And considering the 25th most popular breed in the U.S. is only around a thousand bucks isn’t too shabby!
Havanese Rescue and Adoption
A rescue organization may be the way to go if you can’t see yourself supporting a breeder when there are so many other dogs out there who need homes.
Havanese Rescue is a good place to start, as they specialize in re-homing Havanese dogs that they rescue and foster.
For this reason, rescue organizations will always cost more than your local shelter because they put more effort into the dog.
Foster dogs often live with children, cats, and other dogs in an effort to make them more appealing to those who might be interested in rescuing them.
It is much easier to adopt a dog when you know she’s good with cats/kids/other dogs than a dog who isn’t as friendly.
Shelter dogs, on the other hand, are much cheaper at around $150 for the adoption fee. However, it is usually very much a “what you see is what you get” type of situation.
Either way, it is a noble thing to adopt, and you should certainly look into it if you think you can make it work.
Checkout our Complete Guide to Breeders:
Havanese Cost of Ownership
With a small dog like the Havanese, the cost of ownership isn’t as much of a big deal as it is for the larger breeds out there.
You don’t need to feed her as much, and while she does require regular grooming, she has a smaller body, so it’s easier.
Here are some of the things to factor into whether you could afford to home a Havanese for the better part of the next 13 years or so.
Cost of Food
The price of a Havanese’s diet isn’t going to break your bank.
You should expect to spend $35 every two months or so for one of those big bags of food.
Or, in the event she can’t eat it all in time before it goes stale, you should still do okay buying the smaller bags as you need them.
Check with your vet, though, on which brands and how much food to give your Havanese to keep her at a healthy weight.
Health Care Expenses
Health care expenses are important to consider because you just never know when an emergency is going to pop up.
It’s also good to know which issues affect a particular breed so you can keep an eye out for them and plan accordingly.
In the Havanese’s case, you need to be aware of the following:
Some of these issues may require long-term care, including supplements and medications. As such, you will need to plan accordingly.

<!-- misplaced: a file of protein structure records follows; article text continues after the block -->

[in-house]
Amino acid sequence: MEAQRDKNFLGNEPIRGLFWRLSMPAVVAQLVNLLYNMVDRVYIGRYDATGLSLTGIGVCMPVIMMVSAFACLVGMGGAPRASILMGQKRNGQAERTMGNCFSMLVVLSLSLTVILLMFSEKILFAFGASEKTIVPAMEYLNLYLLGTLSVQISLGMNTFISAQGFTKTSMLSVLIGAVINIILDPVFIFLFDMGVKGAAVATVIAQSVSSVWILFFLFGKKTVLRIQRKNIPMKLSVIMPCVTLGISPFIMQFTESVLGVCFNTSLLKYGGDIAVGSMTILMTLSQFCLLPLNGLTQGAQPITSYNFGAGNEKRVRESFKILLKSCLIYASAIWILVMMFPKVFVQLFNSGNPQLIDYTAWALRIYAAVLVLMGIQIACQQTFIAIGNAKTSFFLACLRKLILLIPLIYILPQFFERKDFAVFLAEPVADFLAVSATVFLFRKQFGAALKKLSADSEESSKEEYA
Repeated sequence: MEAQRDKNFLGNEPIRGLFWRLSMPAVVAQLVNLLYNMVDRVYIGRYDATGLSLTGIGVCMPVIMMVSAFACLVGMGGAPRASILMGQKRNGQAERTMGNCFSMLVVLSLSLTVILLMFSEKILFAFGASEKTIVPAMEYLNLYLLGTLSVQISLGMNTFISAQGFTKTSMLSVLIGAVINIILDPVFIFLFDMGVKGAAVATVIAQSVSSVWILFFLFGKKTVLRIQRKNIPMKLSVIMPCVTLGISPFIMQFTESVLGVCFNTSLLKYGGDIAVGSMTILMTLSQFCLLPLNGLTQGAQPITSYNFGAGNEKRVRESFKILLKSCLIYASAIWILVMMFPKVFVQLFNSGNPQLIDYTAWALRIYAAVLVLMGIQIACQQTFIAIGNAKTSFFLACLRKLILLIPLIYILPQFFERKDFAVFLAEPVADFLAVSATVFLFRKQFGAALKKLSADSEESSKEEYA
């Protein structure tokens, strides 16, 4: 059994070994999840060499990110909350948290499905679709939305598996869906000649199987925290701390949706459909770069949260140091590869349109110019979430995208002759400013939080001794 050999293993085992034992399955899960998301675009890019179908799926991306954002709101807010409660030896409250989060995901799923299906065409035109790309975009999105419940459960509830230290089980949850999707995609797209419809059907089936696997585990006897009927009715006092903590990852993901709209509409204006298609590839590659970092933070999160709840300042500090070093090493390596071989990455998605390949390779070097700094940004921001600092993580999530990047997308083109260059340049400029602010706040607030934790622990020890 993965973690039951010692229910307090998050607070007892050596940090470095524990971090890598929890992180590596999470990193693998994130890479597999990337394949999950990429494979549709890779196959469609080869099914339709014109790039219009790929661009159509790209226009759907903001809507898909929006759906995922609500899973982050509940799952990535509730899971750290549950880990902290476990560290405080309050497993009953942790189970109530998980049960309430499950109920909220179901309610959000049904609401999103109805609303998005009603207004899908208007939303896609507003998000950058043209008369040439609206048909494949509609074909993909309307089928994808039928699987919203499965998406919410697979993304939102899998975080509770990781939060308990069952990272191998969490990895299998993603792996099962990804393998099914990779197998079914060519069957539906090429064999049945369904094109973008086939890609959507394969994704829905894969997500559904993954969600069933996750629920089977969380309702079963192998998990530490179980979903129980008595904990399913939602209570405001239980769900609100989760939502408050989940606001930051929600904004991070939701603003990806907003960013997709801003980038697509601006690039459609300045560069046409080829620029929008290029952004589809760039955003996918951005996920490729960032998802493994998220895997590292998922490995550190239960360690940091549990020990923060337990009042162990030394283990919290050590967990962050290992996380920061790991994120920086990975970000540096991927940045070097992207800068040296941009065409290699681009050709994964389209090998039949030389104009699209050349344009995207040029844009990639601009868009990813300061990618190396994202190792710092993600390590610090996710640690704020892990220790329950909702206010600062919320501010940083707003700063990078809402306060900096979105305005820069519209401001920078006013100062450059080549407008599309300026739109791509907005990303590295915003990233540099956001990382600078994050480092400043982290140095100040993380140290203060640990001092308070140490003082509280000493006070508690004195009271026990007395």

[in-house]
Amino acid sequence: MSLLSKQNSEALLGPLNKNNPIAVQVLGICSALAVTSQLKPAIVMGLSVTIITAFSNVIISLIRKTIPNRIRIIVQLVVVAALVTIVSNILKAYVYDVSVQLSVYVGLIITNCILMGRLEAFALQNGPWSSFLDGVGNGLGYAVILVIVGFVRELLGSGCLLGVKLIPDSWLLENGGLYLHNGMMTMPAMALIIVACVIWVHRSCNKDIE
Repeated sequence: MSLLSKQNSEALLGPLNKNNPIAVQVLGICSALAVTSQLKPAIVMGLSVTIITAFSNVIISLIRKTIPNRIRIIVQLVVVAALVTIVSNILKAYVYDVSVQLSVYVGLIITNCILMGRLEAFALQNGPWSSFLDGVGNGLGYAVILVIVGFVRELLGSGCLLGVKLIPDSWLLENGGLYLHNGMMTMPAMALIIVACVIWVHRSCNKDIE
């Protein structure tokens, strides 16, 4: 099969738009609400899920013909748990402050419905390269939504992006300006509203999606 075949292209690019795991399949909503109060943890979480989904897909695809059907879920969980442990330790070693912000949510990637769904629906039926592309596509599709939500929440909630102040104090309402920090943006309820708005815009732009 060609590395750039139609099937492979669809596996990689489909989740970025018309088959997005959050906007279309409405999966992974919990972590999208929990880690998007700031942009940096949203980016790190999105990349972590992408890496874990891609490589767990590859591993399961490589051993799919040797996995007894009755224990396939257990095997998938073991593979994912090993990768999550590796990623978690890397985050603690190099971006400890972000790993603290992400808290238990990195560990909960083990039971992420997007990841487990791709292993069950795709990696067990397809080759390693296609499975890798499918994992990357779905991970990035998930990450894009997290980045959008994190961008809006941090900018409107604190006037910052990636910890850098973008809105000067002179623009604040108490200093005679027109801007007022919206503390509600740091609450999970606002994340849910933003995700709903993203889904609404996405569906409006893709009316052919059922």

At least you won’t have to spend as much as often on medicine and supplements, though, since they should last you a while with the tiny Havanese.
Helpful Dog Health Resource:
As mentioned earlier, the Havanese lives to please you, so training should not become an issue.
Of course, every dog is an individual, just like people, so she may give you trouble in one area over all the others.
For instance, she may not take well to housebreaking, or she may struggle to learn when is the right time to bark.
If this is the case, you may want to look into dog training programs that can help her meet her goals.
You can sometimes reap the rewards of discounts on packaged lessons but do a little research before you settle on one particular package.
Sometimes you can sign up for a class for just the one behavioral issue, rather than a program of different classes you don’t need.
Helpful Dog Training Resource:
You may want to consider paying for grooming if you don’t think you’ll be able to keep up with the Havanese’s requirement for regular brushing.
You’ll need to brush her every day to keep her looking her best.
You may also opt to give her a haircut to cut down on the amount of hair she can shed.
If so, you’ll definitely want to pay a professional to do this. Cut her hair the wrong way, and it cut grow back incorrectly for life.
As an alternative, there are also short-haired Havanese out there. They give you all the joy of owning a Havanese with less of the grooming requirements.
Kailyn has worked as a professional freelance writer since 2012, and during that time she has written about nearly every dog breed imaginable. Her mother loved Collies, and so Kailyn grew up with three of them throughout her childhood – including a blonde one who was half-blind! Now her home belongs to her first official dog, Macho, a Dogo Argentino rescue.